However, I noticed while reading the review article that the evidence base for the diet is thin. They only cite is only one double-blind placebo-controlled trial of the diet, it only involved a small number of people, and it was run by the same person who wrote the review article. The existence of this one trial is more evidence than most fad diets ever muster, but the fact that there are not more tests is a warning sign.

After reading a little more, I found that there is a small team at a university in Australia that is researching and promoting the diet. They are probably good researchers trying to investigate a promising treatment, but in a situation like that it is very easy for groupthink to emerge and start biasing results. Independent replication is the key to science, and nothing should ever be called scientific until many independent teams have tested it.

So I looked for studies of the diet by people who were not associated with the Australia team. I ignored every article written by any of the authors of the review article. The review article was one strong piece of evidence that FODMAP can help people with irritable bowel syndrome, but nothing else written by the same people should be counted as additional evidence in favor of the diet. It would not be an independent confirmation, just the same people saying the same thing in different places.

Most of the other articles were other nutritionists discussing the diet, and most of them were positive. This is weak evidence in favor of the diet. It is good that other health professionals have evaluated the Australia team's evidence and agree with their conclusions, but nutritionists often have a herd mentality. The history of medicine is littered with worthless things that were believed by thousands of health professionals. The key is independent experimental evidence.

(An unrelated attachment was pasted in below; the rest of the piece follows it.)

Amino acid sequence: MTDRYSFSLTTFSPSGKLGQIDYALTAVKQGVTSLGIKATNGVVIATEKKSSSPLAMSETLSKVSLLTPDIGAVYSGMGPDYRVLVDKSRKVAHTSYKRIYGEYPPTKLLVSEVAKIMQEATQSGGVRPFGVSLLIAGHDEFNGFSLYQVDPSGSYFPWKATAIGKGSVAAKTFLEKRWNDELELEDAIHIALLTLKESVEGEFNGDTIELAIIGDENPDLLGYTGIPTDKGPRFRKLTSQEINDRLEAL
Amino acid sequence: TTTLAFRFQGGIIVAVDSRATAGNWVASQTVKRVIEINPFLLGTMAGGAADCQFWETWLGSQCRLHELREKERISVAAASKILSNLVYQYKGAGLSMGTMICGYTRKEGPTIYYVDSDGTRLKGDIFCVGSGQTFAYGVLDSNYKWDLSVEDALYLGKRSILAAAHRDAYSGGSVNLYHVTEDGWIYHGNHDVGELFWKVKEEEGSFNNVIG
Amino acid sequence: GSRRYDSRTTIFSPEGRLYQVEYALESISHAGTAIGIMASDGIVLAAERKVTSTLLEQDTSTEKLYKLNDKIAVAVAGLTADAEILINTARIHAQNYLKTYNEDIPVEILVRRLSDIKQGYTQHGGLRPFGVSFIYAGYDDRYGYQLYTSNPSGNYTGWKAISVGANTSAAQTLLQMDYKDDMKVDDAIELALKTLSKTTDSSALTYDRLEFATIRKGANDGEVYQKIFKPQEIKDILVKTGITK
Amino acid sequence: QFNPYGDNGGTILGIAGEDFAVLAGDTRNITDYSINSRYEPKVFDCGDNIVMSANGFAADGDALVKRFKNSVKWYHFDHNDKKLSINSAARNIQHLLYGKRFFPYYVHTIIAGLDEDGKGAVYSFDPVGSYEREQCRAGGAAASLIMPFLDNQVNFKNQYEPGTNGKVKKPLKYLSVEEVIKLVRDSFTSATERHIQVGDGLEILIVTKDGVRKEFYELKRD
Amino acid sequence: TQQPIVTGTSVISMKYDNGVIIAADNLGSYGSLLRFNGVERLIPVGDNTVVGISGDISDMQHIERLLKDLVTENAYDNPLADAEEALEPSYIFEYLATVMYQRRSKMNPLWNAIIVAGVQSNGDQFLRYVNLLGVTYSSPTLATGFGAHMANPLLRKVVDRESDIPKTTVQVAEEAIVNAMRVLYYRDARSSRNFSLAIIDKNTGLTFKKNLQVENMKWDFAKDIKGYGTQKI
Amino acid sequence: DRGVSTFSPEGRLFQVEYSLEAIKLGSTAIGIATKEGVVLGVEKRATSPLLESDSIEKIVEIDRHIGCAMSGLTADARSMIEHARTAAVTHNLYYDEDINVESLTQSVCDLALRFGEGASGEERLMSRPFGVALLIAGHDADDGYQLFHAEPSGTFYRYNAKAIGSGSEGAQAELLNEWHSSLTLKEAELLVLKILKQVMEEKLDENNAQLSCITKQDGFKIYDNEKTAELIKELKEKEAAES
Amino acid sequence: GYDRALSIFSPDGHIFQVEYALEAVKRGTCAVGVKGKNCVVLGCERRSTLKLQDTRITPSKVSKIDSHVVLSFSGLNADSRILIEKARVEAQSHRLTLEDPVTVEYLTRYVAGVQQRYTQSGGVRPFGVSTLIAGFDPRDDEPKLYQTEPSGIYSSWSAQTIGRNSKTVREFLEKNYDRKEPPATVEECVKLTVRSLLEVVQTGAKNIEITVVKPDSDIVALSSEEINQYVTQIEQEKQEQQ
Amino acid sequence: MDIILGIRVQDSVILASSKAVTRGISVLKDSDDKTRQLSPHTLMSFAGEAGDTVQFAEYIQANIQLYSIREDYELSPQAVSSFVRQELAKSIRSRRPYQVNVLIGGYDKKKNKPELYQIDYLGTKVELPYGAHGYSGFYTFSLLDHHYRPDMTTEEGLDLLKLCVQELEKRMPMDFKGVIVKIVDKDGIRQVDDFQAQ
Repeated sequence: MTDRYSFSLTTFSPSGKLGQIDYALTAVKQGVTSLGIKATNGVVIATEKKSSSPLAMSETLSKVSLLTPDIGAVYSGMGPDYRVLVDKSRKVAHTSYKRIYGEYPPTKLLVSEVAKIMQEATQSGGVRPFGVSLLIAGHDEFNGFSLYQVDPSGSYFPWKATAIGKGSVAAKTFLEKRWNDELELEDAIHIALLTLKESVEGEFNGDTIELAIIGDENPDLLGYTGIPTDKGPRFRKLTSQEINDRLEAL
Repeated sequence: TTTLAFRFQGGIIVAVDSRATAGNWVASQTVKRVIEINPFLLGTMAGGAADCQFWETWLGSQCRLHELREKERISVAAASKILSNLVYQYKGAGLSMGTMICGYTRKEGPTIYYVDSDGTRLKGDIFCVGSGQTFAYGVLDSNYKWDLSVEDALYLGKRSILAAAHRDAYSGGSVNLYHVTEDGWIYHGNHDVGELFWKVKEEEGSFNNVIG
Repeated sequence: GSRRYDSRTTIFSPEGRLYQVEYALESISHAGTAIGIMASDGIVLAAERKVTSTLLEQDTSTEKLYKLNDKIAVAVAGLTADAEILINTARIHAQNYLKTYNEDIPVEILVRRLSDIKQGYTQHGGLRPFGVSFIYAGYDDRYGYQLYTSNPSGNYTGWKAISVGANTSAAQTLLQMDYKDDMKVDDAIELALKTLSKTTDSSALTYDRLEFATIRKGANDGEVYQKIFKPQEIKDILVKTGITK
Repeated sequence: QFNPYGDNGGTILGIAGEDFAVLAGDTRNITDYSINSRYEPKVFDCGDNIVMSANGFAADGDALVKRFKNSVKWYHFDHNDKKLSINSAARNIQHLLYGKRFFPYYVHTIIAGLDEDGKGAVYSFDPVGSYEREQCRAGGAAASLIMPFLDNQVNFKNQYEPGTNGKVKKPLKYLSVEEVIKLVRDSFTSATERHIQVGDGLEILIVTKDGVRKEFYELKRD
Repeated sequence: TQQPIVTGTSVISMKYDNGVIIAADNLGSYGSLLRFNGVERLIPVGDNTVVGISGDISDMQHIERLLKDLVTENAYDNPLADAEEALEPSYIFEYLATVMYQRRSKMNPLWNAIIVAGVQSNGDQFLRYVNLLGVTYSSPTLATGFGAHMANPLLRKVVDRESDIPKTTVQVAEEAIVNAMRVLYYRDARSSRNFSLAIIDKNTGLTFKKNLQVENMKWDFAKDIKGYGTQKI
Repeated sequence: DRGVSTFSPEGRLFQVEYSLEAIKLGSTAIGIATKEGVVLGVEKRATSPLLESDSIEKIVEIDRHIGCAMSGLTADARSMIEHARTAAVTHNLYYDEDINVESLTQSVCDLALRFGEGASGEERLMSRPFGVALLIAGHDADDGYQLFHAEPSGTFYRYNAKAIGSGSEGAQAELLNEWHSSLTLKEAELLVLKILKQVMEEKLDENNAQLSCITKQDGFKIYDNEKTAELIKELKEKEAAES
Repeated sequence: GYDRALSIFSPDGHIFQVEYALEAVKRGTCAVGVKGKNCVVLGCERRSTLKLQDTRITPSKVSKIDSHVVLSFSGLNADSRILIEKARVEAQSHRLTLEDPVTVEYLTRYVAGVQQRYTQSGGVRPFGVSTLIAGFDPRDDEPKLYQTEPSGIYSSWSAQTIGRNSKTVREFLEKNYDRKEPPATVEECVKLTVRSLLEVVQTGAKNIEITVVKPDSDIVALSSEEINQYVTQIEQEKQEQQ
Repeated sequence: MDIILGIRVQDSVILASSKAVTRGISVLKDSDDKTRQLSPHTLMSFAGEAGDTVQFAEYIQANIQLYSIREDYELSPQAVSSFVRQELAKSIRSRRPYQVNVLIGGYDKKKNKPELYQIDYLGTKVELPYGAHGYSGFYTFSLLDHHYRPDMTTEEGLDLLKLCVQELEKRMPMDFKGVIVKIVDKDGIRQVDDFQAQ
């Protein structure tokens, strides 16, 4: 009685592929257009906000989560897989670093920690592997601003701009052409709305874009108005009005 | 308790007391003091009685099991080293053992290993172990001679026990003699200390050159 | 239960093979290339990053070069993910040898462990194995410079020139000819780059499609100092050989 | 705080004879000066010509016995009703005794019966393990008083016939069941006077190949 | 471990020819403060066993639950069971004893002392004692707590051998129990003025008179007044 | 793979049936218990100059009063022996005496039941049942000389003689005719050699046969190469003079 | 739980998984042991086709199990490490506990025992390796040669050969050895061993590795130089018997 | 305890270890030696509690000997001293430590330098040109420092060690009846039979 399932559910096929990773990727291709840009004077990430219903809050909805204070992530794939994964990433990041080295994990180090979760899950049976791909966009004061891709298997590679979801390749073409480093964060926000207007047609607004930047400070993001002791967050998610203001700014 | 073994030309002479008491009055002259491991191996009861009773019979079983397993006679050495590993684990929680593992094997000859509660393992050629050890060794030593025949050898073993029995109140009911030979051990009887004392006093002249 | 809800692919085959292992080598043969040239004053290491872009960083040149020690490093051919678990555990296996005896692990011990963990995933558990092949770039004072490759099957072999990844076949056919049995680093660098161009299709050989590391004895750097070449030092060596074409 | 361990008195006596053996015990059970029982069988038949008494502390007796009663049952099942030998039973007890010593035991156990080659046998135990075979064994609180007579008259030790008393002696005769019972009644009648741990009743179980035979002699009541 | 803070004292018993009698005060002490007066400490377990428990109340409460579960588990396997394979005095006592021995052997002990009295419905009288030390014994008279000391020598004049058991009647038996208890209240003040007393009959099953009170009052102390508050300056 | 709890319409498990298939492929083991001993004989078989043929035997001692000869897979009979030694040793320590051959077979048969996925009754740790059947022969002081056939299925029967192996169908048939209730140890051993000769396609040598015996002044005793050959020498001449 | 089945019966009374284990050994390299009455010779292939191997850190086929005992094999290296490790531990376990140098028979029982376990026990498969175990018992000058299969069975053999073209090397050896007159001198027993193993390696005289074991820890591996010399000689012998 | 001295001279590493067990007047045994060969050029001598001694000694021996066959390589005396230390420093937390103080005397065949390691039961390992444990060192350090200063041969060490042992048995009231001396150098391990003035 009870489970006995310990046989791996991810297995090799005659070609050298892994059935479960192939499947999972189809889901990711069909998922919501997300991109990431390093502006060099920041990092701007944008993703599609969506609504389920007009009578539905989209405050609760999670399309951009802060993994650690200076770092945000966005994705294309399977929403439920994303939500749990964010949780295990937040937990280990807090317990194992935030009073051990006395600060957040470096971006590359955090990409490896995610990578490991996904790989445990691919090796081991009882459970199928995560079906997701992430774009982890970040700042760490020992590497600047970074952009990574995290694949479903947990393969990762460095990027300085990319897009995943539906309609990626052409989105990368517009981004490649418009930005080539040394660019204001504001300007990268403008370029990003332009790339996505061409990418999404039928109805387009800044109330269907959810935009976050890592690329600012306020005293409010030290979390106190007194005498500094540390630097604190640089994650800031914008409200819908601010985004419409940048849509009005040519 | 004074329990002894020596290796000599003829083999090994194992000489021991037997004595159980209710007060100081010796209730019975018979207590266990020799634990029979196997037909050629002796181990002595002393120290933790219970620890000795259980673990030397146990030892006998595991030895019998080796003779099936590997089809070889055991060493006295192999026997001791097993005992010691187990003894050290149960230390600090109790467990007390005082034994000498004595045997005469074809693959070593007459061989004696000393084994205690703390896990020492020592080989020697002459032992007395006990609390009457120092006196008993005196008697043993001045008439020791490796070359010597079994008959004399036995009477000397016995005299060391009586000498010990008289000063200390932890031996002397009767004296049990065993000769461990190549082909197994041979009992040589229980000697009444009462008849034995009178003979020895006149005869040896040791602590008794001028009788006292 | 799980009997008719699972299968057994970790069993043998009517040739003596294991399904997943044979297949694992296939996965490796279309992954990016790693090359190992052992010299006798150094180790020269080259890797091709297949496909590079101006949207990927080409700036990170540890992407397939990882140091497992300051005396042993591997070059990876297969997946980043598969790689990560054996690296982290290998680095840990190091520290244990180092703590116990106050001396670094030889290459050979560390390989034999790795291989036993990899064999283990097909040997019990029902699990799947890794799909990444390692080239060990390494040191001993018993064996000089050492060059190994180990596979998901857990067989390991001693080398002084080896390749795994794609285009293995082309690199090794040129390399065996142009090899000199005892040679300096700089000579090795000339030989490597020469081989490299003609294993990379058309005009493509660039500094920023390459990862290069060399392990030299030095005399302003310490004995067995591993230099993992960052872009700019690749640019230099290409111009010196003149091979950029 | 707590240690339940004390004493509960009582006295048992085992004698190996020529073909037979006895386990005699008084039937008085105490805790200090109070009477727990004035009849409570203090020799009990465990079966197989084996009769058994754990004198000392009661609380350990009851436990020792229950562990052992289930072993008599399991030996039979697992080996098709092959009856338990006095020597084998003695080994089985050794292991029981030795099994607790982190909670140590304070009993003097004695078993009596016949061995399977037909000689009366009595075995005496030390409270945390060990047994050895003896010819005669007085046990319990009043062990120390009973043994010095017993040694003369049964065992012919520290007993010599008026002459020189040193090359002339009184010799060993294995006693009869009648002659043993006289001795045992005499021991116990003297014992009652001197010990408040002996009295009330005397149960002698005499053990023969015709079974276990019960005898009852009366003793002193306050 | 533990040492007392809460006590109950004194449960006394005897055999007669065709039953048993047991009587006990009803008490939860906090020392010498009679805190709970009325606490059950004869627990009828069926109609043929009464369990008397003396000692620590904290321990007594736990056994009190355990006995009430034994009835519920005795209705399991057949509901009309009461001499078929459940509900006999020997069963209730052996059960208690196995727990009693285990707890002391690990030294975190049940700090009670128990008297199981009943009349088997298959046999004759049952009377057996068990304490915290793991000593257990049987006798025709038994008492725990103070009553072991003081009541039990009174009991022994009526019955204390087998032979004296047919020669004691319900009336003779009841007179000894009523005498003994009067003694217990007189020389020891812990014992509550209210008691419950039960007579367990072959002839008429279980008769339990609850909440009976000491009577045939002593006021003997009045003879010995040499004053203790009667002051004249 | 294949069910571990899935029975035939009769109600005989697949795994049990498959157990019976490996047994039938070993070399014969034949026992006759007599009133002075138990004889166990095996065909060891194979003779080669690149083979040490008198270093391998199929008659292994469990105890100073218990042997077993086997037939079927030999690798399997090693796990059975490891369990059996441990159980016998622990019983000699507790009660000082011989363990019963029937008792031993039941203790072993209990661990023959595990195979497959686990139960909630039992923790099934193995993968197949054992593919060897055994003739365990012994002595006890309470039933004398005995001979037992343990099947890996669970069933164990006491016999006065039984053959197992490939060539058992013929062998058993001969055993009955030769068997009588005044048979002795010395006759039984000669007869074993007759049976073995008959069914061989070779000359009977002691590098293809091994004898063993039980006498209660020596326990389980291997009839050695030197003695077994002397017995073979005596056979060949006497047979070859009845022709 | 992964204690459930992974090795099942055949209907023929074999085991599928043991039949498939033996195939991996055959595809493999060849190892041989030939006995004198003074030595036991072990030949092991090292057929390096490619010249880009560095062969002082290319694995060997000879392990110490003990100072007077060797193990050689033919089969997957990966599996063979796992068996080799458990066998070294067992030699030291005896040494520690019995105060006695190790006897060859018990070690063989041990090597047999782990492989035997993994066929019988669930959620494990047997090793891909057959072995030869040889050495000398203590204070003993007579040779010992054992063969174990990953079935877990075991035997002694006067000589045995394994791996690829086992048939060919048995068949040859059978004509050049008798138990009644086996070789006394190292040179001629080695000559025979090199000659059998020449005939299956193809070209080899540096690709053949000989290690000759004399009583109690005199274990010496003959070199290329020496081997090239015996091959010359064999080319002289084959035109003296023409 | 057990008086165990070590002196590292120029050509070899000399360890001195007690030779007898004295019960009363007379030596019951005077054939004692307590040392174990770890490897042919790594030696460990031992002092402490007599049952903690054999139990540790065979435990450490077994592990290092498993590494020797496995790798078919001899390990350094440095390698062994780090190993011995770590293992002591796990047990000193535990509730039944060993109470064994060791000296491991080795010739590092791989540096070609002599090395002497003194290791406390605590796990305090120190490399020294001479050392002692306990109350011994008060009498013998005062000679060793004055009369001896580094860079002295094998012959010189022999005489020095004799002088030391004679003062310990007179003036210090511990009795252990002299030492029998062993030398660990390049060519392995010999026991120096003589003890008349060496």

In the end, out of about a hundred articles, I found about half a dozen independent experimental studies of the diet. One of them was in feeding tube patients, and found improvements due to the diet. Another involved testing the gut response to FODMAPs in healthy volunteers, and verified the theory behind the diet. There were tests of the diet in Britain and Norway, although they were not placebo-controlled, that showed positive results.

None of these articles would be considered good evidence in isolation, but they all served as independent confirmation of the science and results presented by the Australia team, and I could not find any article pointing to flaws in their research. I also saw nothing to indicate that there is a better way of treating irritable bowel syndrome. Therefore, I feel comfortable recommending that people with irritable bowel syndrome try out the FODMAP diet.

There is a caveat, however. The diet suggests restricting five types of carbs: fructose, lactose, fructans, galactans, and polyols. The placebo trials only tested the response to fructose and fructans, and the other trials followed the advice of the Australia team to restrict all five. The restriction of the other three is based on theory, not evidence. It may be that their restriction is unnecessary, and it may be that something else also needs to be restricted. The diet in its current form should be considered a first draft, and we need to be open to the possibility that further research will change things. With only a few real studies telling us what we now know, there is a lot of opportunity for things to change.

This is how science works. We collect data in an attempt to understand a complicated world, and we rely on other people to check our work for mistakes. Knowledge advances one experiment at a time. Although we would like to have more data, the data we do have suggests that the FODMAP diet has a good chance of helping people with irritable bowel syndrome. It has passed far more tests than most of the other diets out there.

1 comment:

  1. Thank you for the only article I have found which discusses the evidence.